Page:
Tiffany Stewart and her son, Cornelius, were both looking for opportunity last fall, when Valencia College announced that it would begin teaching construction skills to Parramore residents who wanted to change careers – and start a job in the construction industry.
And on March 8, Tiffany and Cornelius – along with 28 other members of the Parramore community – marched across a stage in downtown Orlando to celebrate completing a six-week basic construction course.
With resumes and a folder of construction industry certifications in hand, the graduates are being recruited by local construction firms, including those working on the new downtown campus that Valencia and UCF will share.
For Tiffany Stewart, the Valencia course was life-changing. “Six weeks ago, I knew absolutely nothing about the construction industry,” she said. “But now I’m very well trained and very well equipped to start a career.”
Her son, Cornelius, signed up for the course too and together, they pressed forward. “We studied together and when it got hard for me, he said, ‘Mom, you can do this.’”
In January, Valencia brought the basic-construction course to Parramore, using vacant space at UCF’s Center for Emerging Media. The six-week class – which Valencia launched in Osceola County in 2015 – teaches students skills needed on today’s construction sites, including hands-on construction skills, as well as “construction math,” and how to read a blueprint. Valencia launched the short-term training program after local construction companies expressed concern about finding enough workers.
Orlando Mayor Buddy Dyer spoke at the graduation and shook hands with each graduate.
“Being in building construction is about the best business you can be in in Central Florida right now,” Dyer told the crowd, which included the graduates and their families, as well as downtown business leaders and representatives from the construction industry. “When we began talking about this class, we wanted to have 15 students in this class – and we have 30.“
“The positive energy and the smiles – this is quite an occasion,” said Dyer. “I’m thrilled to be here to celebrate the inaugural graduation of Valencia’s first construction class downtown….It’s a proud moment for all of you and a proud moment for all of us. And to our partners at Valencia: Thank you, thank you, thank you!”
Valencia is using a curriculum developed by the National Center for Construction Education and Research. The nationally recognized certificate takes 72.5 hours to complete, but Valencia’s program requires 200 classroom hours – which also includes basic computer skills, resume writing and interview skills.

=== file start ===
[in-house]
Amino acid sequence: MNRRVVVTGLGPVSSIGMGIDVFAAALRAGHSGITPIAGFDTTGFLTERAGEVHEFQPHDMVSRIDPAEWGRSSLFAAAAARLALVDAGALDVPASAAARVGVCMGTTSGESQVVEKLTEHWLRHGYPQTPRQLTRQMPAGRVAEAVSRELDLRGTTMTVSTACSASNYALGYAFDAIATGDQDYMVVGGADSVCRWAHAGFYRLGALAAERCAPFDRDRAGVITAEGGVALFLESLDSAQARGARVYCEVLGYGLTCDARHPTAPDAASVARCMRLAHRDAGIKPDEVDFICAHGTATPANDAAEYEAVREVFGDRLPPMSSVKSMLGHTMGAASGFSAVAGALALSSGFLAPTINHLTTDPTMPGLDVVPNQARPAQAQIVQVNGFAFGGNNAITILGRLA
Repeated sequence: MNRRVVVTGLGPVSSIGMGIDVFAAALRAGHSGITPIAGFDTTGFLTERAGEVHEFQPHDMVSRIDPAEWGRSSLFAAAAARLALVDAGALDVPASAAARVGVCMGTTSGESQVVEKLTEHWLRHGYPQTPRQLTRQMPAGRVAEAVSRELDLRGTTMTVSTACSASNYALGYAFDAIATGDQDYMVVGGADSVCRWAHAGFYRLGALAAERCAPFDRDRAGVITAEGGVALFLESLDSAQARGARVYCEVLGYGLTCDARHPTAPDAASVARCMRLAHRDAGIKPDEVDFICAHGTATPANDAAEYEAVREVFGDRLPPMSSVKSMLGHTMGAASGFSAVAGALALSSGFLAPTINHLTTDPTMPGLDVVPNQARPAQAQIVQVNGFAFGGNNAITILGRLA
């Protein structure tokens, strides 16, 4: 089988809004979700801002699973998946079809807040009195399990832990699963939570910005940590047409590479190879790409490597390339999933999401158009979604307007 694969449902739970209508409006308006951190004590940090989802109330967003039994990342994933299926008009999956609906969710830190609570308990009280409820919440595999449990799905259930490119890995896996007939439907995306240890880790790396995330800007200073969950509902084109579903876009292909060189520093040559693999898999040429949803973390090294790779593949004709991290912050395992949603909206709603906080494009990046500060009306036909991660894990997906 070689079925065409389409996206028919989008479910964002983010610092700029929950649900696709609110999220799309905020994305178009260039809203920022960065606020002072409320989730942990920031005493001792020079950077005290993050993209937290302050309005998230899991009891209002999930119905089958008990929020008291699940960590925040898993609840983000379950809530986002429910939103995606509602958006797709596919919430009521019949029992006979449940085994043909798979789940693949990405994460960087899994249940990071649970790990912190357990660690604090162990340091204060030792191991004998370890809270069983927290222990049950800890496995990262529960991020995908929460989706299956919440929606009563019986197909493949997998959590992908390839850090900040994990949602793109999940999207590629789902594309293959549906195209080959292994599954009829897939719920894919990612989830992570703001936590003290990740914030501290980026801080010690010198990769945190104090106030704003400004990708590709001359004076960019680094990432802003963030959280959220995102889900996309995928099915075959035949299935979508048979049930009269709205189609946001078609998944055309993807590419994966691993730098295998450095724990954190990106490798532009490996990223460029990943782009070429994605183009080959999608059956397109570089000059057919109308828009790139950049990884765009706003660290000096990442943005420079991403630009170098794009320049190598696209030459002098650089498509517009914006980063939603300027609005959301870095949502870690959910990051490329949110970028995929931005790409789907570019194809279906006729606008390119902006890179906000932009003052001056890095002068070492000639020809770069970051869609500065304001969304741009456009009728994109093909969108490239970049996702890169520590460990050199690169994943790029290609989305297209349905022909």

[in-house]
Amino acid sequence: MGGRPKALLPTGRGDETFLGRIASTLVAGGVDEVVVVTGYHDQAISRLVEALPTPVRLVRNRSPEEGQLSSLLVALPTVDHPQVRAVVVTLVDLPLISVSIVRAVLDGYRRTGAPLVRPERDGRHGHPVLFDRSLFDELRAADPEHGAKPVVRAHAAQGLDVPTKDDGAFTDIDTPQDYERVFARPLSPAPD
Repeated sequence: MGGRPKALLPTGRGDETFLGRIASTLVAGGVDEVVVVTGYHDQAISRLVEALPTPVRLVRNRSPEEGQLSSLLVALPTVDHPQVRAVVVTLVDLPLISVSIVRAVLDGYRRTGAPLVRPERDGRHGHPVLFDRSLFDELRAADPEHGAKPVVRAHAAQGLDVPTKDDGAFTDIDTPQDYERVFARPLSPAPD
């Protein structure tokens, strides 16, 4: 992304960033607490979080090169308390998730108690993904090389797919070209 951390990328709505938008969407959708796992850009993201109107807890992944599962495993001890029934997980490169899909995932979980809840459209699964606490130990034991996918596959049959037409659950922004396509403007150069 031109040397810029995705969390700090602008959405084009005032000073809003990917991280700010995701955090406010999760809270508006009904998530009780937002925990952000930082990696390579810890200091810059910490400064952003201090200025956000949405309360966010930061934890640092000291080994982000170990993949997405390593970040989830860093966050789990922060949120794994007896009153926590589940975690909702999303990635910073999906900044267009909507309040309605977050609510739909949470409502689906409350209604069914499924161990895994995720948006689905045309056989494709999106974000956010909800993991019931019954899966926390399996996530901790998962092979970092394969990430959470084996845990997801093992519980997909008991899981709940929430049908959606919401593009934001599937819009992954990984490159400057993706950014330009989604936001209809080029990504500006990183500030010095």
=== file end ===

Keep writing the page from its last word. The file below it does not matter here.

Students are also issued their own personal protection equipment – hard hats, gloves, safety glasses, steel-toed boots and a tool belt with a quality, commercial-grade hammer, tape measure, level, speed square and screwdrivers.
The program, which has received financial support from CareerSource Central Florida, the city of Orlando and the Valencia Foundation, has proven popular – and in other locations, 76 percent of students have landed jobs. The average wage for workers leaving the program is $12 to $14 an hour.
Dr. Eugene Jones, the executive dean of Valencia’s new downtown campus, noted that there’s already a waiting list for the next construction course, which starts on March 26. Jones also reminded the program graduates that they would become ambassadors for the program within the Parramore community.
“Today is your victory march,” he said, adding, “When you get your certificates, take them back to the community and say, ‘Yes I did, and yes I will.”
Mark Hughes, Valencia’s construction project manager, also gave the graduates some advice. “Celebrate the small wins,” he told them. “Today is a win. If you get an interview and they give you a shot, that’s a win.” And he added, “Be persistent. Be the person they can count on. When they offer overtime, raise your hand.”
For graduates like Wilguens Germinord, 34, who had been working in the housekeeping department of a local hotel, the construction program offered him a chance to change careers – with the promise of earning more money.
“I learned so many things,” Germinord said. “This program changed my life. Financially, I’m going to make more money and be able to support my family.”
Lake Perry, 26, signed up for the program because he needed a job. After learning the basics of construction, he said, “I’m much more excited than I was at the beginning. Now I just want to get into the field.”
After the ceremony, the graduates posed with their certificates and their family members for photos before heading to the job fair, where local construction firms, including PCL Construction, Wharton-Smith Construction and Robins-Morton Construction, had set up tables and scheduled interviews.
Jones, the executive dean for Valencia’s downtown campus, reminded the graduates to take advantage of the opportunities. “When I went to my graduation,” Jones recalled, “I didn’t have employers lined up to interview me afterward.”